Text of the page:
Highlights

Servant Leadership Program

TEDxGustavusAdolphusCollege

Project Highlight

This year, the Servant Leadership Program hosted the first ever TEDx conference at Gustavus, titled TEDxGustavusAdolphusCollege: “Creative Innovations to Address Complex Problems.” The conference highlighted 7 speakers with direct ties to the college that provided powerful talks about the power of story, community, listening, and much more. To learn more about the event, check out the website here. To watch the videos of the speakers, click here.


Member Highlight

Angela Gewerth

Today's featured member is Angela Gewerth. She is a Junior Athletic Training and Health Fitness major who has been involved in SLP for one year!

Why did you get involved in the SLP?

I initially heard about SLP from a couple close friends who happened to be on the same Habitat for Humanity trip as myself . I loved that reflection was such a big part of the Habitat experience I knew that I wanted more of that at Gustavus. I was completely intrigued about the ability to have intentional conversations with others who also want to be more intentional in their day to day lives.

What is your favorite part about being involved in the SLP?

My favorite part about SLP is being able to share ideas, experiences, disagreements-and in the end, trying to find common ground. That doesn't always mean that we always agree with how our peers think and process, but we can respect and appreciate each person's viewpoint on the subject. It’s one of the best settings to share, learn and grow from those around you!

What is your calling?

I can't say that I entirely know what my calling is, but I can wholeheartedly say that my heart has never felt so joyful and fulfilled as when I was able to participate in various service trips such as building houses and a community through the Habitat for Humanity organization or being able to teach English in Peru through a J-term course. I want to keep journeying through life, meeting people, hearing their story, and showing them love and respect. A good friend of mine once told me that "there are no strangers in my life, only people I haven't met." It doesn't matter the scale or the place, but I'm pretty certain that part of my calling is simply to love people through it all.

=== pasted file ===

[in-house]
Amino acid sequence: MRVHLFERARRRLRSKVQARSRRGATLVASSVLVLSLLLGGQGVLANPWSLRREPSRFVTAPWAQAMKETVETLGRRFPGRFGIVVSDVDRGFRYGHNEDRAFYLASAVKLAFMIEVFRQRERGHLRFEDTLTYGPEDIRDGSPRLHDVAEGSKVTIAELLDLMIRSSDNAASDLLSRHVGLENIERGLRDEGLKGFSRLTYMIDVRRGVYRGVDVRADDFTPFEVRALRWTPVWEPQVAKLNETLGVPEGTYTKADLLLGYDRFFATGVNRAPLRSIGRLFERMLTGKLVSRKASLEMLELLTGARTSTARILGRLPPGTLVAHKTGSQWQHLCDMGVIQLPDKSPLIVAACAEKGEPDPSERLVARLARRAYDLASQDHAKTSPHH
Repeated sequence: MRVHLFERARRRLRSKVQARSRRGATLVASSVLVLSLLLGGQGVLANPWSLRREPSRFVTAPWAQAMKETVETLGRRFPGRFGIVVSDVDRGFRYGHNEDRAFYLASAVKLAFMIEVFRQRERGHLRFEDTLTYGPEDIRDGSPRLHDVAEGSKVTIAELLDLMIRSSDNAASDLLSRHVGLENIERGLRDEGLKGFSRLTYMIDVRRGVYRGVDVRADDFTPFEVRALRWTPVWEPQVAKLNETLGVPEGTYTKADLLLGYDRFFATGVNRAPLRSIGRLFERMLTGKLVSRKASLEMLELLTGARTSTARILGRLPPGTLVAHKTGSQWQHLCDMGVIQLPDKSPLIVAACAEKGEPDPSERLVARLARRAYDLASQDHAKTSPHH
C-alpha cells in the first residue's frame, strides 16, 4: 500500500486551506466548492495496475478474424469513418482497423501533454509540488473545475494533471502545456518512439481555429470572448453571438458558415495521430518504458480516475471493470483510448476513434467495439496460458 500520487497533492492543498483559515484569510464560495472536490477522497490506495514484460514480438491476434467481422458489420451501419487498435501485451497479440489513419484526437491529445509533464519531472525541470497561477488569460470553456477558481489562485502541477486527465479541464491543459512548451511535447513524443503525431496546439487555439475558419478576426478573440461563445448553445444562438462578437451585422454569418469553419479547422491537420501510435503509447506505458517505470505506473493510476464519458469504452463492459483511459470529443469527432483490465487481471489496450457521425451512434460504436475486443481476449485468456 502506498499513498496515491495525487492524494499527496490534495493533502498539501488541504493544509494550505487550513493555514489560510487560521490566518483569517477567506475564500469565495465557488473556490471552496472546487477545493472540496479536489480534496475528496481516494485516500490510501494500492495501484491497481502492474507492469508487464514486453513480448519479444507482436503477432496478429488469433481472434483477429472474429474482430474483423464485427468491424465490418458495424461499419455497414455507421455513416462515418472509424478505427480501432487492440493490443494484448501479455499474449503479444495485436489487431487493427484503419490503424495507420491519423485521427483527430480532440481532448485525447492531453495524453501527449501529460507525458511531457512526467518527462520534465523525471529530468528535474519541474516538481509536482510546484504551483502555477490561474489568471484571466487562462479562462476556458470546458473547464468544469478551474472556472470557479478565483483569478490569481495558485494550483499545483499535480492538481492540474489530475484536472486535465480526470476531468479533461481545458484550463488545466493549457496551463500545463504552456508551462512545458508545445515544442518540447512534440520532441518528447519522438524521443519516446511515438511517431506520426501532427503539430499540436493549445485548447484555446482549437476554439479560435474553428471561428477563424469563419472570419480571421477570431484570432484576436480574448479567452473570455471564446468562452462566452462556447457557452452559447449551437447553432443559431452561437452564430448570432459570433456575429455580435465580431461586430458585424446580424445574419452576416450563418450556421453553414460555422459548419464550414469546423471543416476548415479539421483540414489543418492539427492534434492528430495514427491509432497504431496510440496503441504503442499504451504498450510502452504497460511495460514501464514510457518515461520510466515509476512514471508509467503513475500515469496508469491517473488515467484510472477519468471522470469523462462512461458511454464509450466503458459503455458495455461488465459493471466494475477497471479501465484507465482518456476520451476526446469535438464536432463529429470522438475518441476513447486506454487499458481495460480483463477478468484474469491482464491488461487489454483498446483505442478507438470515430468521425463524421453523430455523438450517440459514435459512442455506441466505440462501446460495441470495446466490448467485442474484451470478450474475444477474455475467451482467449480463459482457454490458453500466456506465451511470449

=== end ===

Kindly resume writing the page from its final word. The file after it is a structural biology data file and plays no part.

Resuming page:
What profound action will you take to live out your calling?

I hope that I will never lose my desire to seek out opportunities to met others and hear their story. Whether it means taking more trips abroad or simply sitting down with a stranger at a coffee shop, I want people to know that they are important…they matter…and they are loved. Maybe this isn't profound, but I think it's life.

What is one thing that anyone who is reading this should know about me?

The one thing you should know about me is that I can't be defined my one thing. I'm a lover of Jesus, good coffee, the newspaper, the Minnesota Twins, and naps in the sunshine. But mostly, I love people, good conversation, and am appreciative for the opportunities that SLP has allowed me to have at Gustavus.


Event Highlight

River Rock Coffee gathering

Each year, the Servant Leadership Program visits the local coffee shop River Rock Coffee to engage with community and learn from one of St. Peter’s most passionate residents, owner Tamika Bertram. This past year, the SLP participated in a World Café with River Rock employees exploring what it means to take risks and live into who we are – to lead an authentic life that gets each person closer to their own definition of “Right Livelyhood.” The group explored three questions:

  1. What are the choices you are facing in living a passion filled, authentic life?
  2. What’s at risk if the choices aren’t made? How do you know?
  3. What actions can we take to encourage authenticity in ourselves and others?

Participants were able to walk away with a deeper understanding of their own situations and how the choices they make influence how they show up. Ultimately, participants have the opportunity to make more informed decisions that will lead to more authenticity in their daily lives.